On Saturday, November 26, NASA is scheduled to launch the Mars Science Laboratory (MSL) mission featuring Curiosity, the largest and most advanced rover ever sent to the Red Planet.
The Curiosity rover bristles with multiple cameras and instruments, including Goddard's Sample Analysis at Mars (SAM) instrument suite. By looking for evidence of water, carbon, and other important building blocks of life in the Martian soil and atmosphere, SAM will help discover whether Mars ever had the potential to support life. Curiosity will be delivered to Gale crater, a 96-mile-wide crater that contains a record of environmental changes in its sedimentary rock, in August 2012.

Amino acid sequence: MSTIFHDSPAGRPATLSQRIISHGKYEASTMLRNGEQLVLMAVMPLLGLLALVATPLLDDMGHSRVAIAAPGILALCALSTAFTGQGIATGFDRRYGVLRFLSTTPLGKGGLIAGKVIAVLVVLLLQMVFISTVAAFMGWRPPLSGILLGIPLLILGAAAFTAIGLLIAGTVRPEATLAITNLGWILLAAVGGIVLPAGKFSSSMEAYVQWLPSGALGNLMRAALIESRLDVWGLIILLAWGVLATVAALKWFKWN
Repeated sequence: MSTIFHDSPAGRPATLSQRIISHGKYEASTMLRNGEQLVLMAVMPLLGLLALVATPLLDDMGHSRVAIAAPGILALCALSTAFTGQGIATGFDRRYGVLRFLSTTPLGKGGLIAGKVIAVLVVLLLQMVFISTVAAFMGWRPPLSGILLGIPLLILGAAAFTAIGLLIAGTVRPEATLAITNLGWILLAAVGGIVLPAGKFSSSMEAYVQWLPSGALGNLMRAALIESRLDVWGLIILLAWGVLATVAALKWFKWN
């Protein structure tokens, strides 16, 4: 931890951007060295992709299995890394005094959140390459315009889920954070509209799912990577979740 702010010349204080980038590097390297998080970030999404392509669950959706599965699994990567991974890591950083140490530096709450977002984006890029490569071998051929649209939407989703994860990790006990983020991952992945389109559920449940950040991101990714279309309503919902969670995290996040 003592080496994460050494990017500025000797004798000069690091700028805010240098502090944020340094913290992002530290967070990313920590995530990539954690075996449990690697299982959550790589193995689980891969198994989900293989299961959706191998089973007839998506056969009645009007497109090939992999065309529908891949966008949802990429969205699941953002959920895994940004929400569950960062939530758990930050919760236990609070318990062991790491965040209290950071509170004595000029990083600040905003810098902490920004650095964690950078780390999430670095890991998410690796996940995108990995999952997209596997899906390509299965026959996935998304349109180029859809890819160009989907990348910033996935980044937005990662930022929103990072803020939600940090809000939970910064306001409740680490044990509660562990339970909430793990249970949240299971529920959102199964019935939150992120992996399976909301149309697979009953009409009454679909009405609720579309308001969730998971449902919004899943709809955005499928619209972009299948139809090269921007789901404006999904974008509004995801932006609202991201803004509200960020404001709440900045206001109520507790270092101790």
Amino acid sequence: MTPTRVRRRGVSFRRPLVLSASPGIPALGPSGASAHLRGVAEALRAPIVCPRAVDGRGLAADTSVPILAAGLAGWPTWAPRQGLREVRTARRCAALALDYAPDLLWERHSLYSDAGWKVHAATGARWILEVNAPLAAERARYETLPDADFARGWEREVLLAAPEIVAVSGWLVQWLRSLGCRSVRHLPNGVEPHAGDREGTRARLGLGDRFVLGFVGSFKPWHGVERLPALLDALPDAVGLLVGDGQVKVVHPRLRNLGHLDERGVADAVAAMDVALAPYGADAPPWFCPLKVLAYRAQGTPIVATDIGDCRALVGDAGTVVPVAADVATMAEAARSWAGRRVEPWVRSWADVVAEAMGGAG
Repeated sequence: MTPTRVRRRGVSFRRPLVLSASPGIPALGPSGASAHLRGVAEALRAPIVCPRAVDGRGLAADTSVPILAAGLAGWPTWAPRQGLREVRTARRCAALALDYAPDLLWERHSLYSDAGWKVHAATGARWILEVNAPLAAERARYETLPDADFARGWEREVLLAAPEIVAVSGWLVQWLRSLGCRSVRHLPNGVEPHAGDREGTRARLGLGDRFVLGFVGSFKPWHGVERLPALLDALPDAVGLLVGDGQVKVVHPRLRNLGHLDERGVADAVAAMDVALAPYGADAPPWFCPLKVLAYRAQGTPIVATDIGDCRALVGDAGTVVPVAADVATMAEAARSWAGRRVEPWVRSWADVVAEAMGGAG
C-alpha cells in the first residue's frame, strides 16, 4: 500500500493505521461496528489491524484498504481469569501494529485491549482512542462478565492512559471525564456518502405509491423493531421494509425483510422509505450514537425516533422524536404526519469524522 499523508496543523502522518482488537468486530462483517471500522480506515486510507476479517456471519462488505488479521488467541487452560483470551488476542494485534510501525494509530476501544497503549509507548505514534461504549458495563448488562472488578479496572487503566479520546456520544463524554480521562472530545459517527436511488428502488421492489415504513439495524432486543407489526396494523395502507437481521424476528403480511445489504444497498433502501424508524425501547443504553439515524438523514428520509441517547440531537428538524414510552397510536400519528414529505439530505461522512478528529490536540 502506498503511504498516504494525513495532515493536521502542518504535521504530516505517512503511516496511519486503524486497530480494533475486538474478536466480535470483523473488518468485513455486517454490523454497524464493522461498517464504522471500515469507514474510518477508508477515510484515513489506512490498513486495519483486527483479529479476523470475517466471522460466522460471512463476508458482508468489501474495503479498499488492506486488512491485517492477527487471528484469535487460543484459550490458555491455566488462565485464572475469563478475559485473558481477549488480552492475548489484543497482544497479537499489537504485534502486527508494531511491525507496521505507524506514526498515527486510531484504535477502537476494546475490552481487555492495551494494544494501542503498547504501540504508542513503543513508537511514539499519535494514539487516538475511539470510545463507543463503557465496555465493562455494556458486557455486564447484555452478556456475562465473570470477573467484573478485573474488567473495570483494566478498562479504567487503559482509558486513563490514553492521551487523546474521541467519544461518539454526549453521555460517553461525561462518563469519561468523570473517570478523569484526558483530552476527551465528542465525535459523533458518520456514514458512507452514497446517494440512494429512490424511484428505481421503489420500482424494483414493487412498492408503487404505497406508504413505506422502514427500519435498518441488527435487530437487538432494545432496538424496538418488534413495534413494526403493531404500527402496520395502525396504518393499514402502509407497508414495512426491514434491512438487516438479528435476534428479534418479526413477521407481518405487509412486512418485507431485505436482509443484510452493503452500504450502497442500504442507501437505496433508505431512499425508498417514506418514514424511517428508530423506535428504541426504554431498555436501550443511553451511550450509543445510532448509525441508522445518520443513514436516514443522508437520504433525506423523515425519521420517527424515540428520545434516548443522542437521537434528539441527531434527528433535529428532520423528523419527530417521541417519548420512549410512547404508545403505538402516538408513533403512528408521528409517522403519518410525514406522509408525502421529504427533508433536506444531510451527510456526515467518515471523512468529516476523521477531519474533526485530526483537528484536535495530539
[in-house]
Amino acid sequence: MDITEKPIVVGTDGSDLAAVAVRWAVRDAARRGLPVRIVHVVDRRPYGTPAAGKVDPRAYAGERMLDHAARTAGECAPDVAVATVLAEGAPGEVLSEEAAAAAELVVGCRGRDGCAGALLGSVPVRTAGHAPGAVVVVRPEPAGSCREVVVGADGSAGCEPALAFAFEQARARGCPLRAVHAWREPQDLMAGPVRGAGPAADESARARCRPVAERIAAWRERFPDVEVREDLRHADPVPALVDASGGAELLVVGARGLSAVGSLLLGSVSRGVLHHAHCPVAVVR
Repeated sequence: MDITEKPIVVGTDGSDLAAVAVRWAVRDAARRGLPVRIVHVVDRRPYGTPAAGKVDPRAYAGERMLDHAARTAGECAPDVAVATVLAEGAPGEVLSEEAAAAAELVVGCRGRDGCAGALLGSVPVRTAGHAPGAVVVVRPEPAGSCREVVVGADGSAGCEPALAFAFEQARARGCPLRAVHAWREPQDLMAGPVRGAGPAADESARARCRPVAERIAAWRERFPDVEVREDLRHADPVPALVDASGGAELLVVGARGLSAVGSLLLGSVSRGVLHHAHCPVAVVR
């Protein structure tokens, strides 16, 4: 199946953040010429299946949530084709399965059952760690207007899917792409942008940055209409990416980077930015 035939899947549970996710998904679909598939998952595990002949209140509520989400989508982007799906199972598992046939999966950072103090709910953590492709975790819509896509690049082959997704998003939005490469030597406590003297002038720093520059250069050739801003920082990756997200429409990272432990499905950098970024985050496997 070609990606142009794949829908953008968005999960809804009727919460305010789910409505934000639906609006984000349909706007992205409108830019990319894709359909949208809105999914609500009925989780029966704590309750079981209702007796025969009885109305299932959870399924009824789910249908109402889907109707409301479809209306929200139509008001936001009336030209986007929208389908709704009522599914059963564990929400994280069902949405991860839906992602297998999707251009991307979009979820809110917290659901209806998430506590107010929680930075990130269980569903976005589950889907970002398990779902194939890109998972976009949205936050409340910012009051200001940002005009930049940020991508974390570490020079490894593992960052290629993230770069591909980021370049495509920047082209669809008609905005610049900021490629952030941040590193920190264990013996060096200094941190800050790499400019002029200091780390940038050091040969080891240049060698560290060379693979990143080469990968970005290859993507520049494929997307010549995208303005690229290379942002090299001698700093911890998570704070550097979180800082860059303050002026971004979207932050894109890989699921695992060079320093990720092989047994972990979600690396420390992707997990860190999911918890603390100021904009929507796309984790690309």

Goddard scientist Jennifer Eigenbrode injected a chemical into a rock sample and then heated the test tube to determine whether the sample-preparation method preserved the sample's molecular structure. Her testing proved successful, ultimately leading to the experiment's inclusion on the Sample Analysis at Mars instrument.
Credit: NASA/GSFC/Chris Gunn
NASA Goddard Space Flight Center enables NASA’s mission through four scientific endeavors: Earth Science, Heliophysics, Solar System Exploration, and Astrophysics. Goddard plays a leading role in NASA’s accomplishments by contributing compelling scientific knowledge to advance the Agency’s mission.
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